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First Nations Screen Strategy

INITIATIVES

First Nations Screen Strategy

Launched in November 2020 as part of NAIDOC Week, the SAFC’s First Nations Screen Strategy 2020-2025 is the agency’s new five year plan to grow, highlight and support South Australian First Nations voices and stories on screens locally and globally.

Scroll through the page to find out more about how the SAFC supports South Australian First Nations screen creatives – or hit the quicklinks below.

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About the strategy

The vision for the SAFC’s First Nations Screen Strategy 2020-2025 is built on a tradition of 75,000 years of storytellers across South Australia, from the desert to the sea.

Our goal is to ensure that the South Australian First Nations screen sector is fully supported to thrive and create ambitious and distinctive projects for screen and digital platforms.

Read the media release about the launch of the strategy, or download it using the button below.

Photo by Carl Kuddell © Change Media 2019

First Nations Advisory Committee

Comprising five South Australian First Nations leaders across business, the arts and screen sectors, the SAFC’s First Nations Advisory Committee brings a wealth of experience and cultural authority to guide, encourage, and provide direction on our First Nations screen initiatives. Meet the committee members below.

Image: by Carl Kuddell © Change Media 2019

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Centralised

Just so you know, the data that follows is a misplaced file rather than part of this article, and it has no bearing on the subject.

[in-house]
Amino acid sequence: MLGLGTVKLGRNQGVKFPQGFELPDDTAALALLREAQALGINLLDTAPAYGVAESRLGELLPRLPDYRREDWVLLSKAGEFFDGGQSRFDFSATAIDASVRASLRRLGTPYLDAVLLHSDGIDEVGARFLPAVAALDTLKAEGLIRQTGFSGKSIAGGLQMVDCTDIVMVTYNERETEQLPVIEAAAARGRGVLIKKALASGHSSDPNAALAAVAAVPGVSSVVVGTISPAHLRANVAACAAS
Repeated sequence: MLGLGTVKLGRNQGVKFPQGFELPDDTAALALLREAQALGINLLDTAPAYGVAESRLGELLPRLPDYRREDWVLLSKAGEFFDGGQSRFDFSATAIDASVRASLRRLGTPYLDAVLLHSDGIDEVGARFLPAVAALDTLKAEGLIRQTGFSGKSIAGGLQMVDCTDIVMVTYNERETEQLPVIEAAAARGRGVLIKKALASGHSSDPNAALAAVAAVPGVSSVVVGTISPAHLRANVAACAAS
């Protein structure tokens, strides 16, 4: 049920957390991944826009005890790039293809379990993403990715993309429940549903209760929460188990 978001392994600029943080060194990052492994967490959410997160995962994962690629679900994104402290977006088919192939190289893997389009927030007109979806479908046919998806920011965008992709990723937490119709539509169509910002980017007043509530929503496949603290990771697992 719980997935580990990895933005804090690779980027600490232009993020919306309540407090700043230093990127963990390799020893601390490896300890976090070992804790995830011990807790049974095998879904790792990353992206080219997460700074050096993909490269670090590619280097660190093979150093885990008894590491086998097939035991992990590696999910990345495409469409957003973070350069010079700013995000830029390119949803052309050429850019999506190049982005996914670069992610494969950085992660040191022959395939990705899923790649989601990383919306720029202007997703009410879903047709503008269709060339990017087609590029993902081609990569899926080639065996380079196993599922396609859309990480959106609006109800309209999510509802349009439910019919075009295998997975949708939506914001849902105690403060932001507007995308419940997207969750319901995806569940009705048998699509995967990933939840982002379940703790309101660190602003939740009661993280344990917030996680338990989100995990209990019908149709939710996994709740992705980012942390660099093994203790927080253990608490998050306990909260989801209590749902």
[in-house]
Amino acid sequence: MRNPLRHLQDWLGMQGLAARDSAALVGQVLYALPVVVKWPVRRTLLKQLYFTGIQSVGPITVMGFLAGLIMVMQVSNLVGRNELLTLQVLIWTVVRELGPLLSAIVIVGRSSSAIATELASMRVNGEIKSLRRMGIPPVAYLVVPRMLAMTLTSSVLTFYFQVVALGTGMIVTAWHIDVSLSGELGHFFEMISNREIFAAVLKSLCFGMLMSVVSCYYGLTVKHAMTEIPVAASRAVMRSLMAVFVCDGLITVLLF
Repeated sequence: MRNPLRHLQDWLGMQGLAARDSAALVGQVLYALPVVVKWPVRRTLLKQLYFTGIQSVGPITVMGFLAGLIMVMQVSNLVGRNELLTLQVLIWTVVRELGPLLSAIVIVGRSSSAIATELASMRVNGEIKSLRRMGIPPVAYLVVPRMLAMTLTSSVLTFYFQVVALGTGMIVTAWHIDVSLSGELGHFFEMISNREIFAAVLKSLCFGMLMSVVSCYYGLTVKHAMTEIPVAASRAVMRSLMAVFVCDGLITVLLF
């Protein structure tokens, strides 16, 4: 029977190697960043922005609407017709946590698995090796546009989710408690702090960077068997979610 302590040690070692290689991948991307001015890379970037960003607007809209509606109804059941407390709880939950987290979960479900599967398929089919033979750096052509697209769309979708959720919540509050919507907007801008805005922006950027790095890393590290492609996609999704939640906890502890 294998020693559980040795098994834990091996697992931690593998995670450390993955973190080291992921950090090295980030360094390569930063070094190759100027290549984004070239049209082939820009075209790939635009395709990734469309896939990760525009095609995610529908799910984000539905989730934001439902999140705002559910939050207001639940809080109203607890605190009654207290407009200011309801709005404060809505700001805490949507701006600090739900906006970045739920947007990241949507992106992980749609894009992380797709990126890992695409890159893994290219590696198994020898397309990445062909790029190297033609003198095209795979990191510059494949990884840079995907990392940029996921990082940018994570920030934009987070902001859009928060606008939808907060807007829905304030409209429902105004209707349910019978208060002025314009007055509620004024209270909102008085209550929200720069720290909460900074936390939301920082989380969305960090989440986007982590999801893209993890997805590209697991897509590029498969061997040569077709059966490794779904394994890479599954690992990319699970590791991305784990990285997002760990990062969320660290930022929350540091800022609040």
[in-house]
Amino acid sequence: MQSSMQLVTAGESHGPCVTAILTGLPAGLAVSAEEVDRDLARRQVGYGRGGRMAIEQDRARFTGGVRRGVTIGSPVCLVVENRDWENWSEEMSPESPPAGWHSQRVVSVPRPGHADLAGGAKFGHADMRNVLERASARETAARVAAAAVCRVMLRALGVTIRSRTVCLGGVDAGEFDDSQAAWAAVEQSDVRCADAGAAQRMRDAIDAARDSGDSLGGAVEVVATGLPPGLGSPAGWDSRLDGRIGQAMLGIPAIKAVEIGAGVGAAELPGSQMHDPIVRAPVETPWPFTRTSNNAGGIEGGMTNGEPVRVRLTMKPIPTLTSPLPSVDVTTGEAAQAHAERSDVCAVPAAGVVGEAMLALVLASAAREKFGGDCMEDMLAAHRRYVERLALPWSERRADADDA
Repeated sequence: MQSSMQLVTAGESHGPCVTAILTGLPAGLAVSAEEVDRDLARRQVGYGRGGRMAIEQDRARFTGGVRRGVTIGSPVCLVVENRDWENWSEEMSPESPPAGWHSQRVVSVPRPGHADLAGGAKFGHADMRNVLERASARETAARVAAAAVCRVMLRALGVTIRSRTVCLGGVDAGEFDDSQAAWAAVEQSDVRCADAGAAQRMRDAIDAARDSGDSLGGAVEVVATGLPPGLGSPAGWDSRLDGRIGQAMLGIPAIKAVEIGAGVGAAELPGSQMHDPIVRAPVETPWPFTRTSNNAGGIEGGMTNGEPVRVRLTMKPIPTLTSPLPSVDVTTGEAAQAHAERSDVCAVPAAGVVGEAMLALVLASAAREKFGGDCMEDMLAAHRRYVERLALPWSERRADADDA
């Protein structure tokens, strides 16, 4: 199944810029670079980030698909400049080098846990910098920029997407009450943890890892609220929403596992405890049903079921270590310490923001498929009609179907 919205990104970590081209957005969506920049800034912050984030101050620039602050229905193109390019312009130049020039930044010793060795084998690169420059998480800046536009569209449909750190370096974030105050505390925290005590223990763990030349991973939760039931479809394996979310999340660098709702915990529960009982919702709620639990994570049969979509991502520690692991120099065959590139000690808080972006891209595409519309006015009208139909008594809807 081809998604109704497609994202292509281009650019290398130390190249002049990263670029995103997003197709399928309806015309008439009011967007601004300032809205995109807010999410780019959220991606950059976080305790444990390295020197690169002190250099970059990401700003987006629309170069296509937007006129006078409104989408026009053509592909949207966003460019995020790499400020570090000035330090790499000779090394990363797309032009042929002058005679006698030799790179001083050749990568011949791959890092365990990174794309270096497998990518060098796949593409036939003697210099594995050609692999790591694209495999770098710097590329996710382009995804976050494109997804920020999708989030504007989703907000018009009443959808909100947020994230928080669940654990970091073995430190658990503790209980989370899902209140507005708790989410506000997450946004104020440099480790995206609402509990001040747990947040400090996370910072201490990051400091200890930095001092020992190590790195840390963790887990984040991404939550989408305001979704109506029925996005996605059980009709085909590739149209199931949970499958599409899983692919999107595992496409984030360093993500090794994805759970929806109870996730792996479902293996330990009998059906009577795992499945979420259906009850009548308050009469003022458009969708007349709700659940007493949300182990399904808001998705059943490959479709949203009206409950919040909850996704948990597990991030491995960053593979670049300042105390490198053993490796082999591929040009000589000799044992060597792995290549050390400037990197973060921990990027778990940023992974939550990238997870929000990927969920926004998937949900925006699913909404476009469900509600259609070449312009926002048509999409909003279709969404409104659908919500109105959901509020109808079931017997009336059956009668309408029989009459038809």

Developed by the SAFC and Screen Territory together with collaborating partners Screen Australia’s Indigenous DepartmentDocumentary Australia Foundation (DAF), AFTRS Indigenous (Australian Film, Television & Radio School), ABC and NITV, Centralised is a ground-breaking initiative to boost First Nations filmmakers and screen creatives in South Australia and Northern Territory with specialised funding, support and development opportunities.

Pirrku Kuu Hub, photo by Kelly Barnes

Pirrku Kuu Hub

Taking its name from the Kaurna term meaning “Story Room”, the Pirrku Kuu Hub is a free co-working space for First Nations screen practitioners at the SAFC’s Adelaide Studios facilities.

The Pirrku Kuu Hub can accommodate up to three practitioners at any one time, with three working spaces, computer facilities, meeting rooms, printing facilities and Wi-Fi, plus a shared kitchen.

Zibeon Fielding in Running 62 (2018), photo by Chris Tangey

A world of storytelling

The SAFC has a long history of supporting South Australian First Nations filmmakers to take their stories to the screen. Below is a selection of short films that have been produced since the launch of the SAFC’s first Aboriginal Screen Strategy in 2015.

Click on each one to find out more, including how to watch online.

Image: Running 62, photo by Chris Tangey.